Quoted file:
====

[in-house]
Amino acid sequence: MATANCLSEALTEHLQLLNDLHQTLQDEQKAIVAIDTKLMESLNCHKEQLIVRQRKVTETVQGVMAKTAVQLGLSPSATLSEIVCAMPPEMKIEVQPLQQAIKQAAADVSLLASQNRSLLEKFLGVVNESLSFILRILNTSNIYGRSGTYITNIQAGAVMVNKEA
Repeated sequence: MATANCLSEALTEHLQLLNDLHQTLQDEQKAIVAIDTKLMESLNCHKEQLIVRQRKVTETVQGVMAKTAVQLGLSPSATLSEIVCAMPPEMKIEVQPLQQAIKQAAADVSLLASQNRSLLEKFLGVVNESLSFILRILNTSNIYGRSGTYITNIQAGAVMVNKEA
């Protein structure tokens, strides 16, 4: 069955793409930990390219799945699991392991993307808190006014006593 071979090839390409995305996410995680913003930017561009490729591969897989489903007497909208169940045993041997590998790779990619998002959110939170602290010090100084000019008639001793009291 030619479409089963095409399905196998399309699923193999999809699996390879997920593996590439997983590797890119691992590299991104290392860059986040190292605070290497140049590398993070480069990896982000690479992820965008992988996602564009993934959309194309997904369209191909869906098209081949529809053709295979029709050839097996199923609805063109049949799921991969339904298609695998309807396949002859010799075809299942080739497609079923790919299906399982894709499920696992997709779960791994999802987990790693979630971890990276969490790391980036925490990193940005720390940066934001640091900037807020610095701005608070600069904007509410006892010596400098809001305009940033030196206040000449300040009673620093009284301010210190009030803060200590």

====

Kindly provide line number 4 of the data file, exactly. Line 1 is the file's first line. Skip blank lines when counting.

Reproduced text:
């Protein structure tokens, strides 16, 4: 069955793409930990390219799945699991392991993307808190006014006593 071979090839390409995305996410995680913003930017561009490729591969897989489903007497909208169940045993041997590998790779990619998002959110939170602290010090100084000019008639001793009291 030619479409089963095409399905196998399309699923193999999809699996390879997920593996590439997983590797890119691992590299991104290392860059986040190292605070290497140049590398993070480069990896982000690479992820965008992988996602564009993934959309194309997904369209191909869906098209081949529809053709295979029709050839097996199923609805063109049949799921991969339904298609695998309807396949002859010799075809299942080739497609079923790919299906399982894709499920696992997709779960791994999802987990790693979630971890990276969490790391980036925490990193940005720390940066934001640091900037807020610095701005608070600069904007509410006892010596400098809001305009940033030196206040000449300040009673620093009284301010210190009030803060200590």